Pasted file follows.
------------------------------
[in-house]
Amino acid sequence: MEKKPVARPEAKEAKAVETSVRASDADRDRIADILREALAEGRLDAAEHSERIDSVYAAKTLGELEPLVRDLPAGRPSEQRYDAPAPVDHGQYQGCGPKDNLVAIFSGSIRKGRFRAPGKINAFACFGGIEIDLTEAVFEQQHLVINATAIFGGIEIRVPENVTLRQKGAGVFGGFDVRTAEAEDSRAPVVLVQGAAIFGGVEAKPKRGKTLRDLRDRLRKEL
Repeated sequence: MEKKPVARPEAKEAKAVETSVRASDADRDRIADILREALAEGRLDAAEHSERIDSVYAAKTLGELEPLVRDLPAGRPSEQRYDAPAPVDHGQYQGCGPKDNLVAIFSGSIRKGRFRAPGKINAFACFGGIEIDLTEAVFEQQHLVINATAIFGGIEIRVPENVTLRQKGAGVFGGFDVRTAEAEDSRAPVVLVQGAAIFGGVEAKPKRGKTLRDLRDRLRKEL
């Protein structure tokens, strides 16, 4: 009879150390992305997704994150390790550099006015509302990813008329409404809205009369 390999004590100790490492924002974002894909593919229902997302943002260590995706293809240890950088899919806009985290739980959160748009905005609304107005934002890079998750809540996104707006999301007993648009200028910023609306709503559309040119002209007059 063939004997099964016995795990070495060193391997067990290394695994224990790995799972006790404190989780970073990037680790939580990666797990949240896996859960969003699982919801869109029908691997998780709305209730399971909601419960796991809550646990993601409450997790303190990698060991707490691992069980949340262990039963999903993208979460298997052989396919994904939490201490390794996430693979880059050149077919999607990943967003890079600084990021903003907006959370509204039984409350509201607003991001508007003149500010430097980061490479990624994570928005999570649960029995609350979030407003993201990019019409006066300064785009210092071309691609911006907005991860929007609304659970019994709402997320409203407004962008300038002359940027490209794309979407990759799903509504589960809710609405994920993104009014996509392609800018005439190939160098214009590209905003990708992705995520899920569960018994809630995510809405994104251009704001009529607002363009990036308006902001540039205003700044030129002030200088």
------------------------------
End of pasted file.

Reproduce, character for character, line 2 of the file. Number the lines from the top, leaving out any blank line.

Amino acid sequence: MEKKPVARPEAKEAKAVETSVRASDADRDRIADILREALAEGRLDAAEHSERIDSVYAAKTLGELEPLVRDLPAGRPSEQRYDAPAPVDHGQYQGCGPKDNLVAIFSGSIRKGRFRAPGKINAFACFGGIEIDLTEAVFEQQHLVINATAIFGGIEIRVPENVTLRQKGAGVFGGFDVRTAEAEDSRAPVVLVQGAAIFGGVEAKPKRGKTLRDLRDRLRKEL